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Lobek v. Gross

New Jersey Supreme Court

Decided: April 25, 1949.


On appeal from the former Court of Chancery.

For affirmance -- Chief Justice Vanderbilt, and Justices Case, Heher, Wachenfeld, Burling and Ackerson. For reversal -- None. The opinion of the court was delivered by Burling, J.


[2 NJ Page 101]

This is an appeal from a decree of the former Court of Chancery dismissing an amended bill filed by Rosemary Lobek seeking the specific performance of an alleged oral agreement made in the State of Illinois between her and Israel Koretsky. The defendants are the executors and trustees under the will of Koretsky, a deceased resident of this State. It is alleged in the amended bill that the agreement sought to be performed was made on or about May 15, 1939, and provided that the appellant would be the nurse and companion of the said Koretsky as long as he lived and that she would not marry as long as he lived and that in consideration of the above promise by the appellant it was agreed by Koretsky that he would devise one-half of his entire estate to the appellant. The bill then recites performance by appellant from that date until the death of Koretsky on January 7, 1946. Subsequent to his death Koretsky's will was admitted to probate by the former Prerogative Court and the present defendants qualified as executors and trustees thereunder. No mention of appellant is made in the will.

Subsequent to the institution of the suit the defendants caused interrogatories to be served upon the appellant which were admitted into evidence together with the answers thereto. Interrogatory No. 5 and the answer thereto by appellant are as follows:

"5. What specifically was the service which the complainant undertook to render to Israel Koretsky as a companion pursuant to the terms of the agreement alleged in the amended bill of complaint?"

Answer: "5. As a companion, complainant was to travel with Israel Koretsky, attend social functions with him, attend plays, theatres,

[2 NJ Page 102]

movies, cocktail parties; to be his hostess, and to entertain for him at social functions for his friends; to play gin rummy and other card games with him, and further agreed not to marry so long as the said Israel Koretsky remained living." (Emphasis supplied.)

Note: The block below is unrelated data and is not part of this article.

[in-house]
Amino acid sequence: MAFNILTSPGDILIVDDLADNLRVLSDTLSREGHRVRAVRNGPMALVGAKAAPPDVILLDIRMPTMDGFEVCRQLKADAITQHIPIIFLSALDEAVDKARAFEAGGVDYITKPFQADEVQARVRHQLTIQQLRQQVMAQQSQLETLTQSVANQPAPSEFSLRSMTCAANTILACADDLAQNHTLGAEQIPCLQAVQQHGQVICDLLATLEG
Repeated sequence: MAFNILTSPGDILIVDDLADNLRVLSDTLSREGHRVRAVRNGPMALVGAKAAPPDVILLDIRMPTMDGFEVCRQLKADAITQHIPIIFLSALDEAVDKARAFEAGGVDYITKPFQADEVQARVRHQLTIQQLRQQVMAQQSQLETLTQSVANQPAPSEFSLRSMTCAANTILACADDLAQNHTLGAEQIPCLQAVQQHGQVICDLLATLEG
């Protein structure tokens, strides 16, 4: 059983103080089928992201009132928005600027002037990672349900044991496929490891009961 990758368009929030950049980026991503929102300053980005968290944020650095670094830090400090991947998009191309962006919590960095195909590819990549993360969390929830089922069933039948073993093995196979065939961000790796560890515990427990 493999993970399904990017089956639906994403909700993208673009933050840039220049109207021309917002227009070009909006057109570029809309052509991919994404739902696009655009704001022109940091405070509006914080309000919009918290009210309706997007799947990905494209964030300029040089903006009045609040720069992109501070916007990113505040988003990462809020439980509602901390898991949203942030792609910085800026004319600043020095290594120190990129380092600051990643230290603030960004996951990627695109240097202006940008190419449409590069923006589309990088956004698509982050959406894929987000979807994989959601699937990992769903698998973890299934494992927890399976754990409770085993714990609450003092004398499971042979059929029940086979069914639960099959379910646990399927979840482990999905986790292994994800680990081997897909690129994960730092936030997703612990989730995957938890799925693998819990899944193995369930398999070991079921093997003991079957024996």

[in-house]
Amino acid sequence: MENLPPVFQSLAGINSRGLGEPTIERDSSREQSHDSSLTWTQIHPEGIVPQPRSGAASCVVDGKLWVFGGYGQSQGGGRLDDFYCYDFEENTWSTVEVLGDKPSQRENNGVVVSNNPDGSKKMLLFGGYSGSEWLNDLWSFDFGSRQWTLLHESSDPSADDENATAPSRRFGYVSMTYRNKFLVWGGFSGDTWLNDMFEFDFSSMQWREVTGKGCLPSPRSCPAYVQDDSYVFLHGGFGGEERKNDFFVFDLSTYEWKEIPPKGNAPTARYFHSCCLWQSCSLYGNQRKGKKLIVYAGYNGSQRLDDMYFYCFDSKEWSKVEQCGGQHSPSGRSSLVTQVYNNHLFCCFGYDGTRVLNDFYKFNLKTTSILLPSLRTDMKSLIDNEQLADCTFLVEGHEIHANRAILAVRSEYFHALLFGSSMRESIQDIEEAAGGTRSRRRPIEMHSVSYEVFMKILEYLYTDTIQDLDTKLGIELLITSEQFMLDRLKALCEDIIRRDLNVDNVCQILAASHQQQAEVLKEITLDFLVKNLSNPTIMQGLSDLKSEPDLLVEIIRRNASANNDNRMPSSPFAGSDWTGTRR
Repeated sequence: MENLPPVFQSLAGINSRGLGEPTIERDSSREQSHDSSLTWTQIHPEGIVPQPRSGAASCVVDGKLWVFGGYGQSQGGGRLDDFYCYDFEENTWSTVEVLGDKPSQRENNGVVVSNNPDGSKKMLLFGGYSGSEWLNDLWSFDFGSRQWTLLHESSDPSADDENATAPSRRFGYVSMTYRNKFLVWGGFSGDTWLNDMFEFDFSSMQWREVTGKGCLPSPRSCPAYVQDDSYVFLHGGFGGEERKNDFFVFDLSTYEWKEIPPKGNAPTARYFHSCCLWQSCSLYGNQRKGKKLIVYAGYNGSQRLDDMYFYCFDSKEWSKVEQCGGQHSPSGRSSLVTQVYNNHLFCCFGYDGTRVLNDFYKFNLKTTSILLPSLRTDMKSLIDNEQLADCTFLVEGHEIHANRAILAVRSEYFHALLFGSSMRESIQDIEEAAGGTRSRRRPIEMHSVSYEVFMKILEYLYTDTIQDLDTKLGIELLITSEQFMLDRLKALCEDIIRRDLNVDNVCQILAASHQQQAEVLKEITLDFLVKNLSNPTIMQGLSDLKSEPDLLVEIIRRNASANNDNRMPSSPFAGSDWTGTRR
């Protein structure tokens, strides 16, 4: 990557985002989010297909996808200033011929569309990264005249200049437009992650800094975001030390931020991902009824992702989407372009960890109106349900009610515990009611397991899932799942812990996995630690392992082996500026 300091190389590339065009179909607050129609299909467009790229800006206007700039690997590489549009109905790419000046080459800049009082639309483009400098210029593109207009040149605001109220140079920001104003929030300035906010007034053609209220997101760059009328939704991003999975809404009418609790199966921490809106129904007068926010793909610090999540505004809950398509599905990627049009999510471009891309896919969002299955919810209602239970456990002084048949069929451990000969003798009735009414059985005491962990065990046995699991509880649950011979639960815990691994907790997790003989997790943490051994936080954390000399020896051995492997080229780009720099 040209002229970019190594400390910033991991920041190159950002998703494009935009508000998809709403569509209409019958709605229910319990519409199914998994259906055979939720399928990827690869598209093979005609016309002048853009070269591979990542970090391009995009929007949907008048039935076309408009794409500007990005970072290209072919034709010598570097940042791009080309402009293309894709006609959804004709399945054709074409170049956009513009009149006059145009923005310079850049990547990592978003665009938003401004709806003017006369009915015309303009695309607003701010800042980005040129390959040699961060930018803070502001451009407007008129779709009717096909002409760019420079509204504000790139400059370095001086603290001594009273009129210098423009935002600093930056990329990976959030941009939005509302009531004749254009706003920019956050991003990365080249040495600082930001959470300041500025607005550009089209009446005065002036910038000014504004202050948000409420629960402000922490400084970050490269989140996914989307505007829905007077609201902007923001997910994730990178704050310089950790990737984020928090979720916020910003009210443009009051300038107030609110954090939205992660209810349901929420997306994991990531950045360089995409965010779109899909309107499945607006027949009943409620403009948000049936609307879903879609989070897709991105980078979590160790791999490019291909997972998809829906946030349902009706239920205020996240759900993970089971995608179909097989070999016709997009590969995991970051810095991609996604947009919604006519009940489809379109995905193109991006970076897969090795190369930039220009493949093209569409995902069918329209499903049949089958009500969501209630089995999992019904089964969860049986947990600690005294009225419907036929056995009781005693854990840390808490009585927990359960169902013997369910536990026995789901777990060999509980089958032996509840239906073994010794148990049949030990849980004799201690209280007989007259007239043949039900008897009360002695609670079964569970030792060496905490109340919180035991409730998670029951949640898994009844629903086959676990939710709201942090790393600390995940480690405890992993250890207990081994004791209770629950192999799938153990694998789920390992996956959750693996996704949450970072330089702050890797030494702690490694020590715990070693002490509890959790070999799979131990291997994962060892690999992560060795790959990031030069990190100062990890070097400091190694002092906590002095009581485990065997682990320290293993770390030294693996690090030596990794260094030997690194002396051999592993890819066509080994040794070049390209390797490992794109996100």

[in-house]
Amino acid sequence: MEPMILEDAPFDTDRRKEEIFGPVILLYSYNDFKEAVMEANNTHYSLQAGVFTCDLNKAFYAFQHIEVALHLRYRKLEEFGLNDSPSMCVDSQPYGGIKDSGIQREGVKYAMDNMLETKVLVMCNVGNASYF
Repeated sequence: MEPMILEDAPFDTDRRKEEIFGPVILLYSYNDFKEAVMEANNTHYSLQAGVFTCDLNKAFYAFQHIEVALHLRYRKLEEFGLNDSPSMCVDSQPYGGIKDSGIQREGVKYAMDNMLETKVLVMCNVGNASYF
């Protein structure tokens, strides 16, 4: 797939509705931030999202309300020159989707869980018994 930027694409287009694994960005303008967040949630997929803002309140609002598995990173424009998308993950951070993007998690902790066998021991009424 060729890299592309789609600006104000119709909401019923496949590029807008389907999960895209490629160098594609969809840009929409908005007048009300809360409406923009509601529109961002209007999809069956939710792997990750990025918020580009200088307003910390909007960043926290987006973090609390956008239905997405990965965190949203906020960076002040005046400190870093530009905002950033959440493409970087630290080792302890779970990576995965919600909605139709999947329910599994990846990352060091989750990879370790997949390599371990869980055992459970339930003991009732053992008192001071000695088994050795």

The Vice-Chancellor advised a dismissal of the bill upon the ground that the cause of action was based upon an agreement in restraint of marriage and consequently void as contrary to the public policy of this State. With this reasoning we concur. The case is substantially identical to Lowe v. Doremus, 84 N.J.L. 658 (E. & A. 1913), in which case the Court of Errors and Appeals held a similar agreement void. The Lowe case is controlling and dispositive.

The appellant has urged that since the contract was made in the State of Illinois and that since such a contract is valid in that state, Fletcher v. Osborn, 282 Ill. 143, 118 N.E. 446 (Supreme Court of Illinois 1918), it is enforceable in this State under the principles of comity. This argument overlooks the rule that a contract valid where made will not be enforced in this State if it contravenes the public policy thereof. Flagg v. Baldwin, 38 N.J. Eq. 219, 224 (E. & A. 1884); Minzesheimer v. Doolittle, 60 N.J. Eq. 394, 397 (E. & A. 1899); Union Locomotive and Express Co. v. Erie Railway Co., 37 N.J.L. 23, 25 (Sup. Ct. 1874); 3 Beale, Conflict of Laws (1935), § 612.1, pp. 1647, 1650; Goodrich, Conflict of Laws (1938), § 8, p. 14; 11 Am. Jur., "Conflict of Laws," § 125; Restatement, Conflict of Laws, § 612. The contract in this case is of such a nature and consequently will not be enforced by our courts.

The disposition of the case upon this ground makes it unnecessary to consider the remaining questions urged by the appellant, relating to alleged errors in the exclusion of testimony and the denial of a continuance to obtain depositions. By her own admission in the answer to interrogatories the appellant has placed the agreement in the realm of illegal contracts. Since she is therefore not entitled to recover in any event it is pointless to consider the remaining questions.

The decree of the former Court of Chancery is affirmed.


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